http://scienceandpublicpolicy.org/monckton/greenhouse_warming_what_greenhouse_warming_.html
1 year ago
1 year ago Link To Comment
>>>who are the real climate deniers?<<<

Both extremes. Climate change is not a hoax. Meanwhile the Al Gore chicken little crowd is also wrong. As with all things, the middle position is the correct one.

We know radiative physics as Harrison has posted. If the physics were wrong, your TV remote would not work. So all things being equal CO2 is in fact a greenhouse gas and does in fact make the world warmer. We also know man has an effect on weather and climate. Poor pollution control in chinese coal plants results in soot that travels to the northern ice cap and causes premature melt. This disrupts the weather patterns. Land use changes affect the albedo. Urban areas are heat islands averaging 2 to 4 degrees warmer than the surrounding countryside. These things add up. Man does affect the climate.

That said, the best estimates -- i.e. the ones that are actualy listened to and considered by congress via testimony by the likes of Dr Judith Curry -- are that temps will rise 1 to 2 degress outside by the end of the century, hardly a calamity. This means that climate change is real. It also means that Al Gore and his ilk are shrieking idiots. It also means that the far rights' "it's a hoax" position is also silly and wrong.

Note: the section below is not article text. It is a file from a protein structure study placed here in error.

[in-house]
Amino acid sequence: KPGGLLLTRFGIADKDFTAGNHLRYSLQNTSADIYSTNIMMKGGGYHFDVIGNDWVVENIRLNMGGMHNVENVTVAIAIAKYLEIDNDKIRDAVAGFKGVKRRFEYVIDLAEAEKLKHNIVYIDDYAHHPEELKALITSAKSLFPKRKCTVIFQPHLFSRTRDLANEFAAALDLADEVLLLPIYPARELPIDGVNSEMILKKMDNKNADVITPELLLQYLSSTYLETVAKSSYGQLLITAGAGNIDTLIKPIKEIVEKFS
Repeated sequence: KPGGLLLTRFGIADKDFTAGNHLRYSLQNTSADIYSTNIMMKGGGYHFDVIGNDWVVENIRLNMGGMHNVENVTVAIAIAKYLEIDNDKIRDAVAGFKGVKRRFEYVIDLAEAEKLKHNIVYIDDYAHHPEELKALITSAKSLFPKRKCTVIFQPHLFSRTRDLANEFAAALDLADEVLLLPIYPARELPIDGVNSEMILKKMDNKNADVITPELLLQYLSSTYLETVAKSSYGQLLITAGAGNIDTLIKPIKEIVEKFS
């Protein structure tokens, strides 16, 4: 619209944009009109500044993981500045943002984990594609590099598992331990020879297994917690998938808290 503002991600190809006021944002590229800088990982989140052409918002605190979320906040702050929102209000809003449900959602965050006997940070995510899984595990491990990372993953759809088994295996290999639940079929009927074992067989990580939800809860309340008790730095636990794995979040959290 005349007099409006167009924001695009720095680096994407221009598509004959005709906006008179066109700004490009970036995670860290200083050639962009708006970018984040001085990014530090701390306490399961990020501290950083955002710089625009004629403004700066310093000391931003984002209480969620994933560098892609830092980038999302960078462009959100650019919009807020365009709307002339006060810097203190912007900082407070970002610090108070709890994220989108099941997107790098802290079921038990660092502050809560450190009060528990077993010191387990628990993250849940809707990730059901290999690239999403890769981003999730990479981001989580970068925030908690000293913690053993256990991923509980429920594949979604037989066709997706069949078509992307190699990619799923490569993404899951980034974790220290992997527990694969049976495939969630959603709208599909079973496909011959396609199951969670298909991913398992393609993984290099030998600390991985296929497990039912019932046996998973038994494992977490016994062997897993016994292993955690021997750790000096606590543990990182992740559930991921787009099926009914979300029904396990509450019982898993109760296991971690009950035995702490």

Do Curry et al advocate massive tax programs and bankrupting the west? No. They advocate better sensing and measurement so that local communities -- if they feel they are affected -- can legislate as needed for local adaptation (e.g. requiring homes to be built further back along beachfronts.) This accusation by the far right looney tune crowd that climate change is about power etc is aimed at the Al Gore crowd who simply isn't being taken seriously by the US government. The vast majority of cllimate science however is unaffected.
1 year ago
1 year ago Link To Comment
"As with all things, the middle position is the correct one."

Presumably, you're in the middle between vegetarianism and non-vegetarianism and you don't drive on the left or on the right, but straight down the centre of the road.

Yes, climate changes. It always has. The significant thing about "climate change", however, is the way in which the term "global warming" itself metamorphosed into "climate change", when the promised warming plainly wasn't happening. Carbon dioxide is a greenhouse gas, but exists in such tiny quantities that its genuine ability to affect atmospheric temperature to a measurable extent has never yet been proved. Carbon dioxide, categorized as a "pollutant" by the ideologues of the EPA, is essential to life on Earth. Life on Earth has comfortably survived many periods in which the CO2 content of the atmosphere has been far higher than it is now. Furthermore, there is an abundance of evidence that the only connection in prehistory between global temperature and CO2 levels is that significant rises in CO2 levels follow significant rises in temperature - not the other way round.